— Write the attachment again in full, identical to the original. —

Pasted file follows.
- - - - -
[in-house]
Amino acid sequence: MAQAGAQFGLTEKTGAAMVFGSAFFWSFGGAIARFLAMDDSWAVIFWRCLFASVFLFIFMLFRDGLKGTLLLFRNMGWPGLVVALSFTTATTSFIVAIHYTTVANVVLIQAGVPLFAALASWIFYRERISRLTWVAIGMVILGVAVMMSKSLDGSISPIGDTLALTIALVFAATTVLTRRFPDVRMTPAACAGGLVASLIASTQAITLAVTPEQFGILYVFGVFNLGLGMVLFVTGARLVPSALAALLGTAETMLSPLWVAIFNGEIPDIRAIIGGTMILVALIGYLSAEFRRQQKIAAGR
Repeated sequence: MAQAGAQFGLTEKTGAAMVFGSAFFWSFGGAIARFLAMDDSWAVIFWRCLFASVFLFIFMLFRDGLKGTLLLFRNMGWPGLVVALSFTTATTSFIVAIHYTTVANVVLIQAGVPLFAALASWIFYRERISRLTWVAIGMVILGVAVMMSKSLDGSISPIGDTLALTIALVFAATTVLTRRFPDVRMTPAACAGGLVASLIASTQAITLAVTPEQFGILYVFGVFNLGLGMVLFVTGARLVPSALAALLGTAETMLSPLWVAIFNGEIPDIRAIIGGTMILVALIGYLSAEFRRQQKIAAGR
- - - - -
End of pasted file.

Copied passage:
[in-house]
Amino acid sequence: MAQAGAQFGLTEKTGAAMVFGSAFFWSFGGAIARFLAMDDSWAVIFWRCLFASVFLFIFMLFRDGLKGTLLLFRNMGWPGLVVALSFTTATTSFIVAIHYTTVANVVLIQAGVPLFAALASWIFYRERISRLTWVAIGMVILGVAVMMSKSLDGSISPIGDTLALTIALVFAATTVLTRRFPDVRMTPAACAGGLVASLIASTQAITLAVTPEQFGILYVFGVFNLGLGMVLFVTGARLVPSALAALLGTAETMLSPLWVAIFNGEIPDIRAIIGGTMILVALIGYLSAEFRRQQKIAAGR
Repeated sequence: MAQAGAQFGLTEKTGAAMVFGSAFFWSFGGAIARFLAMDDSWAVIFWRCLFASVFLFIFMLFRDGLKGTLLLFRNMGWPGLVVALSFTTATTSFIVAIHYTTVANVVLIQAGVPLFAALASWIFYRERISRLTWVAIGMVILGVAVMMSKSLDGSISPIGDTLALTIALVFAATTVLTRRFPDVRMTPAACAGGLVASLIASTQAITLAVTPEQFGILYVFGVFNLGLGMVLFVTGARLVPSALAALLGTAETMLSPLWVAIFNGEIPDIRAIIGGTMILVALIGYLSAEFRRQQKIAAGR